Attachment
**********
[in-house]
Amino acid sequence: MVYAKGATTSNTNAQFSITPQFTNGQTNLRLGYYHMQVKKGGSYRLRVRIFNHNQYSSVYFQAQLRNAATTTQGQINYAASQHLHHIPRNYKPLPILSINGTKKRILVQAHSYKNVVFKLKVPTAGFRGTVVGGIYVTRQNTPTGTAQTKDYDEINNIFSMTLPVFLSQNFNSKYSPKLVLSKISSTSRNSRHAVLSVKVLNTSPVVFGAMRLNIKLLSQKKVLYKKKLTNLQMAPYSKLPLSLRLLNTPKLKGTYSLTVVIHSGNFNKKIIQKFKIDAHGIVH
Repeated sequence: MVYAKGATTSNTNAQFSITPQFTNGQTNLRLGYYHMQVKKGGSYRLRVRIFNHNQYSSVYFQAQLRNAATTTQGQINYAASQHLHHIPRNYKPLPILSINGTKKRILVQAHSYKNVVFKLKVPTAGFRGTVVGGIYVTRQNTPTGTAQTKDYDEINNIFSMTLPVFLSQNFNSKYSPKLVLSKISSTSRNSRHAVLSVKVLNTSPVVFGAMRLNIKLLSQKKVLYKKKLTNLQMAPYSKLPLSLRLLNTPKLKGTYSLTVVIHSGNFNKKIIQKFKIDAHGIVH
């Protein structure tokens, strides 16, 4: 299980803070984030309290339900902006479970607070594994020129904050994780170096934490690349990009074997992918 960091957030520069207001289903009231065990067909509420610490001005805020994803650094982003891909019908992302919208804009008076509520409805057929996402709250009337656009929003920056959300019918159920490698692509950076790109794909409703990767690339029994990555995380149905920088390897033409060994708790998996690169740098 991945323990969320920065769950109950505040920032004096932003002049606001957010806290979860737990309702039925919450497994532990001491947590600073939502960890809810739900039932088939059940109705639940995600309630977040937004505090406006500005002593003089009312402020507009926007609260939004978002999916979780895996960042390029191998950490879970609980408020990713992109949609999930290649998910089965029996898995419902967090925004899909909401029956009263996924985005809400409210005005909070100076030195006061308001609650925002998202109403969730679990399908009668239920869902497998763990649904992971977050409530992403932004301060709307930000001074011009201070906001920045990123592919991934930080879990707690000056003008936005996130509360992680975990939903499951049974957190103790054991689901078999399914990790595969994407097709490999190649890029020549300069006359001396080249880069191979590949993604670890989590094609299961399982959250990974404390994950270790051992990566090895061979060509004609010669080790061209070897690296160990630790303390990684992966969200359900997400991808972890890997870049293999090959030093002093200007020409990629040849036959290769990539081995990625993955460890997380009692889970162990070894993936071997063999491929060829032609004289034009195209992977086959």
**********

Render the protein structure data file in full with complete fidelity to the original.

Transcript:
[in-house]
Amino acid sequence: MVYAKGATTSNTNAQFSITPQFTNGQTNLRLGYYHMQVKKGGSYRLRVRIFNHNQYSSVYFQAQLRNAATTTQGQINYAASQHLHHIPRNYKPLPILSINGTKKRILVQAHSYKNVVFKLKVPTAGFRGTVVGGIYVTRQNTPTGTAQTKDYDEINNIFSMTLPVFLSQNFNSKYSPKLVLSKISSTSRNSRHAVLSVKVLNTSPVVFGAMRLNIKLLSQKKVLYKKKLTNLQMAPYSKLPLSLRLLNTPKLKGTYSLTVVIHSGNFNKKIIQKFKIDAHGIVH
Repeated sequence: MVYAKGATTSNTNAQFSITPQFTNGQTNLRLGYYHMQVKKGGSYRLRVRIFNHNQYSSVYFQAQLRNAATTTQGQINYAASQHLHHIPRNYKPLPILSINGTKKRILVQAHSYKNVVFKLKVPTAGFRGTVVGGIYVTRQNTPTGTAQTKDYDEINNIFSMTLPVFLSQNFNSKYSPKLVLSKISSTSRNSRHAVLSVKVLNTSPVVFGAMRLNIKLLSQKKVLYKKKLTNLQMAPYSKLPLSLRLLNTPKLKGTYSLTVVIHSGNFNKKIIQKFKIDAHGIVH
């Protein structure tokens, strides 16, 4: 299980803070984030309290339900902006479970607070594994020129904050994780170096934490690349990009074997992918 960091957030520069207001289903009231065990067909509420610490001005805020994803650094982003891909019908992302919208804009008076509520409805057929996402709250009337656009929003920056959300019918159920490698692509950076790109794909409703990767690339029994990555995380149905920088390897033409060994708790998996690169740098 991945323990969320920065769950109950505040920032004096932003002049606001957010806290979860737990309702039925919450497994532990001491947590600073939502960890809810739900039932088939059940109705639940995600309630977040937004505090406006500005002593003089009312402020507009926007609260939004978002999916979780895996960042390029191998950490879970609980408020990713992109949609999930290649998910089965029996898995419902967090925004899909909401029956009263996924985005809400409210005005909070100076030195006061308001609650925002998202109403969730679990399908009668239920869902497998763990649904992971977050409530992403932004301060709307930000001074011009201070906001920045990123592919991934930080879990707690000056003008936005996130509360992680975990939903499951049974957190103790054991689901078999399914990790595969994407097709490999190649890029020549300069006359001396080249880069191979590949993604670890989590094609299961399982959250990974404390994950270790051992990566090895061979060509004609010669080790061209070897690296160990630790303390990684992966969200359900997400991808972890890997870049293999090959030093002093200007020409990629040849036959290769990539081995990625993955460890997380009692889970162990070894993936071997063999491929060829032609004289034009195209992977086959």